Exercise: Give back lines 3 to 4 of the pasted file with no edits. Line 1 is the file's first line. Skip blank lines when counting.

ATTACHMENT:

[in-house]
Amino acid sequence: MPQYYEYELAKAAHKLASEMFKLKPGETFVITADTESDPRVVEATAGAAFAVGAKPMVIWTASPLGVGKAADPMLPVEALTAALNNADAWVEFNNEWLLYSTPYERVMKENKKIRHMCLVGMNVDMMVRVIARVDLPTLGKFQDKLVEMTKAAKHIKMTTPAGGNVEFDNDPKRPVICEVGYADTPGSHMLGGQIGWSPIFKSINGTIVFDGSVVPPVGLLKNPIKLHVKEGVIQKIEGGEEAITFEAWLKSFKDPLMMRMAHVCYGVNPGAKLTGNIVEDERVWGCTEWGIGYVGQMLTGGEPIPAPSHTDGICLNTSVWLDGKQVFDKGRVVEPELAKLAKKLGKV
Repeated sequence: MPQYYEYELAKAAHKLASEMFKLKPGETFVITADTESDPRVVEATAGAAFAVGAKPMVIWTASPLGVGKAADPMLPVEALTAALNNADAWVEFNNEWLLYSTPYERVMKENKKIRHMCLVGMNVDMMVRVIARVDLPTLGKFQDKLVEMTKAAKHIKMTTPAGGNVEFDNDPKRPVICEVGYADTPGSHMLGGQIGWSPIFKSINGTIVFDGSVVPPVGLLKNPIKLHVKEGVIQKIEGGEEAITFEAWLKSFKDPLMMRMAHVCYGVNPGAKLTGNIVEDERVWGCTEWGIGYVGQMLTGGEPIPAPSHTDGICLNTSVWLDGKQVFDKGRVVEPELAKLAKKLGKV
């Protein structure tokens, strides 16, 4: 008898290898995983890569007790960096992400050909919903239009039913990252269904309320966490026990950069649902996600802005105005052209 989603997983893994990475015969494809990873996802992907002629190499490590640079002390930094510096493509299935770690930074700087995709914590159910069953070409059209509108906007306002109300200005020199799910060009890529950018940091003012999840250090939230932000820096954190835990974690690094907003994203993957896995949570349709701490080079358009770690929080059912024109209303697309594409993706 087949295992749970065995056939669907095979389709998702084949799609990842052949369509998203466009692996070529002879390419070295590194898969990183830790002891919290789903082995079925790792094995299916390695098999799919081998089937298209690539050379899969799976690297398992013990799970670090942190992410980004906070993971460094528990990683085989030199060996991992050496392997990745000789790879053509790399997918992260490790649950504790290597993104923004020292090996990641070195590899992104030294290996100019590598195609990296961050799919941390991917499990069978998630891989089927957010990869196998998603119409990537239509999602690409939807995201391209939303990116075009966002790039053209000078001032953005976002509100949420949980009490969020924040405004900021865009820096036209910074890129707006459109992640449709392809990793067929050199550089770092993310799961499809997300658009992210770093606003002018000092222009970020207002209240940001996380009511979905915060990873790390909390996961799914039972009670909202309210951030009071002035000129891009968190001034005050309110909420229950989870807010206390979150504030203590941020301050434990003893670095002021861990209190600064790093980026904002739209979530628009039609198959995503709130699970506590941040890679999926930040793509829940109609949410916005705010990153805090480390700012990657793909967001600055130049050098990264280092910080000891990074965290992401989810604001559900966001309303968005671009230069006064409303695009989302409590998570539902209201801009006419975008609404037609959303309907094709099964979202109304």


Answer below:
Repeated sequence: MPQYYEYELAKAAHKLASEMFKLKPGETFVITADTESDPRVVEATAGAAFAVGAKPMVIWTASPLGVGKAADPMLPVEALTAALNNADAWVEFNNEWLLYSTPYERVMKENKKIRHMCLVGMNVDMMVRVIARVDLPTLGKFQDKLVEMTKAAKHIKMTTPAGGNVEFDNDPKRPVICEVGYADTPGSHMLGGQIGWSPIFKSINGTIVFDGSVVPPVGLLKNPIKLHVKEGVIQKIEGGEEAITFEAWLKSFKDPLMMRMAHVCYGVNPGAKLTGNIVEDERVWGCTEWGIGYVGQMLTGGEPIPAPSHTDGICLNTSVWLDGKQVFDKGRVVEPELAKLAKKLGKV
């Protein structure tokens, strides 16, 4: 008898290898995983890569007790960096992400050909919903239009039913990252269904309320966490026990950069649902996600802005105005052209 989603997983893994990475015969494809990873996802992907002629190499490590640079002390930094510096493509299935770690930074700087995709914590159910069953070409059209509108906007306002109300200005020199799910060009890529950018940091003012999840250090939230932000820096954190835990974690690094907003994203993957896995949570349709701490080079358009770690929080059912024109209303697309594409993706 087949295992749970065995056939669907095979389709998702084949799609990842052949369509998203466009692996070529002879390419070295590194898969990183830790002891919290789903082995079925790792094995299916390695098999799919081998089937298209690539050379899969799976690297398992013990799970670090942190992410980004906070993971460094528990990683085989030199060996991992050496392997990745000789790879053509790399997918992260490790649950504790290597993104923004020292090996990641070195590899992104030294290996100019590598195609990296961050799919941390991917499990069978998630891989089927957010990869196998998603119409990537239509999602690409939807995201391209939303990116075009966002790039053209000078001032953005976002509100949420949980009490969020924040405004900021865009820096036209910074890129707006459109992640449709392809990793067929050199550089770092993310799961499809997300658009992210770093606003002018000092222009970020207002209240940001996380009511979905915060990873790390909390996961799914039972009670909202309210951030009071002035000129891009968190001034005050309110909420229950989870807010206390979150504030203590941020301050434990003893670095002021861990209190600064790093980026904002739209979530628009039609198959995503709130699970506590941040890679999926930040793509829940109609949410916005705010990153805090480390700012990657793909967001600055130049050098990264280092910080000891990074965290992401989810604001559900966001309303968005671009230069006064409303695009989302409590998570539902209201801009006419975008609404037609959303309907094709099964979202109304």